Likud MK Tzipi Hotovely.
(photo credit: MARC ISRAEL SELLEM/THE JERUSALEM POST)
By appointing Likud MK Tzipi Hotovely as deputy foreign minister on Thursday, Prime Minister Benjamin Netanyahu may have tried to solve some internal Likud problems, but he did not help Israel’s position in the world.
One can only imagine the cables diplomats from the US to New Zealand, Britain to Spain, sent their home offices regarding the new government: “A narrow hard-right government with the Foreign Ministry to be run day-by-day by Hotovely, a proponent of a one-state solution who believes Jews should be allowed to pray on the Temple Mount, and is very close to the settlement community.”
In other words, Hotovely represents the opposite of everything much of the world, including US President Barack Obama, wants to see in Israel.
On Wednesday Obama said he wanted to see policies and actions from both Israel and the Palestinians that would show their commitment to a two-state solution. On Thursday Netanyahu sent to the Foreign Ministry as his deputy a one-state advocate who believes Israel should apply sovereignty over Judea and Samaria, give the Palestinians full citizenship and live with a large Arab minority.
Netanyahu’s refusal to appoint a full-time foreign minister, and to instead keep that portfolio for himself for the time being, is an indication that he is holding that job open for someone else who he hopes may join the government down the line.
Preferably, from his point of view, this would be the Zionist Union’s Isaac Herzog, but quite possibly Avigdor Liberman, if and when he gets tired of sharing the opposition benches with Meretz’s Zehava Gal-On and the Joint List’s Haneen Zoabi.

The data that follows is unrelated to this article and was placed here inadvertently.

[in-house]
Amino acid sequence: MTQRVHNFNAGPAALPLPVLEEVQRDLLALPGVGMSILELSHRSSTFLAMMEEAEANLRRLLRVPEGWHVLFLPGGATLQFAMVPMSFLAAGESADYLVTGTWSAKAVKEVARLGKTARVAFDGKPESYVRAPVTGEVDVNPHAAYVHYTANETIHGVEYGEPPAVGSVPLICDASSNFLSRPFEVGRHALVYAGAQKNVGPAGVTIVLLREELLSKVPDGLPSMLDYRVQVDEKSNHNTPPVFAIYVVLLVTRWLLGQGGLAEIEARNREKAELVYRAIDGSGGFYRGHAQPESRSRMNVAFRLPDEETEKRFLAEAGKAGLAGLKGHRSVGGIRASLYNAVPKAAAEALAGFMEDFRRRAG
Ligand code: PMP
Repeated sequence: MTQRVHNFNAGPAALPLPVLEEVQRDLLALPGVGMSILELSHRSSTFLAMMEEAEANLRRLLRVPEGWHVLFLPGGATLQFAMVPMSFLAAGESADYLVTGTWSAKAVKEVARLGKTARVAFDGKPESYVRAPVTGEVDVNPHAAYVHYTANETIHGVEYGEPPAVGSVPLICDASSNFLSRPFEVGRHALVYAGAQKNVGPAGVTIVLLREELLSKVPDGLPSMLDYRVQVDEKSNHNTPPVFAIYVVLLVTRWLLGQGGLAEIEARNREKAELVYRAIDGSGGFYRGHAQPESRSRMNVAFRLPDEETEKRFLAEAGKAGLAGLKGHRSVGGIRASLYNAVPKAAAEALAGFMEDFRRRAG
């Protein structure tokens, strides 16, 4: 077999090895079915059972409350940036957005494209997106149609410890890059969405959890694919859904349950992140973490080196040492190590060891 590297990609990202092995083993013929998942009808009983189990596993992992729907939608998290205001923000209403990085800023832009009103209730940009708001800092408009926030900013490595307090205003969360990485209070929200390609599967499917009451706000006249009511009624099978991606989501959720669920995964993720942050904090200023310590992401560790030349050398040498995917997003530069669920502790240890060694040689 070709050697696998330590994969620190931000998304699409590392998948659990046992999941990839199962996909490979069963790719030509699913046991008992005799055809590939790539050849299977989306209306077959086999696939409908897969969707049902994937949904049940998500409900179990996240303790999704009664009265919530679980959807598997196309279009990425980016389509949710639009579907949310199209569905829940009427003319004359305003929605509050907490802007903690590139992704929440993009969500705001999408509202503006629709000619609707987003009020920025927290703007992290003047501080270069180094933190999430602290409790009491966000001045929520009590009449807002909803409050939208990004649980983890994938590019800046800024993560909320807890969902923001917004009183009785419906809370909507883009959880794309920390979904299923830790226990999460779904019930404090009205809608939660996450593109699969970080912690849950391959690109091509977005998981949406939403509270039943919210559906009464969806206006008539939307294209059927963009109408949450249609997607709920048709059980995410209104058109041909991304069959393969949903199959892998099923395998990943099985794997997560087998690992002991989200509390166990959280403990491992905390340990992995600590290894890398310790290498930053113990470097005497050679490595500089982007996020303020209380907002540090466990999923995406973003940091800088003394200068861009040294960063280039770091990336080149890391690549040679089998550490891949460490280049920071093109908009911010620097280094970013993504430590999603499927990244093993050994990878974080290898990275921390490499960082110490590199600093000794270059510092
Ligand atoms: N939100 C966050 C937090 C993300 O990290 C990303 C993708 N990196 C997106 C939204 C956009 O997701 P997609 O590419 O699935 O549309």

Diplomatic officials in Jerusalem said Wednesday that there would probably not be any significant diplomatic fallout from the appointment – Ze’ev Elkin, another opponent of the two-state solution, served in the deputy foreign minister post recently and the roof did not fall in. Furthermore, Avigdor Liberman, with his views at odds with much of the world, was a full-fledged foreign minister and Israel’s foreign relations did not collapse.
But the problem with Hotovely’s appointment is both the mixed message it sends, and what could have been.
Regarding the mixed message, the world will once again see in the Foreign Ministry a right-wing and strongly ideological personality who, like Liberman, does not agree with some of the fundamental diplomatic policies of the prime minister.
And regarding what could have been, Netanyahu – well aware of the country’s difficult diplomatic standing – could have put in that position a face that would have been “presentable” to the world: someone like former US ambassador Michael Oren, from Kulanu, or even a Yuval Steinitz, Gilad Erdan or Tzachi Hanegbi from the Likud; someone who may have been able to put a more moderate face on a right-wing government the world is just going to love to hate.
Political considerations made that impossible. So instead, Hotovely gets the nod, something that – at a time of tremendous diplomatic challenges – is not going to make Israel’s ability to maneuver on the international stage any easier.
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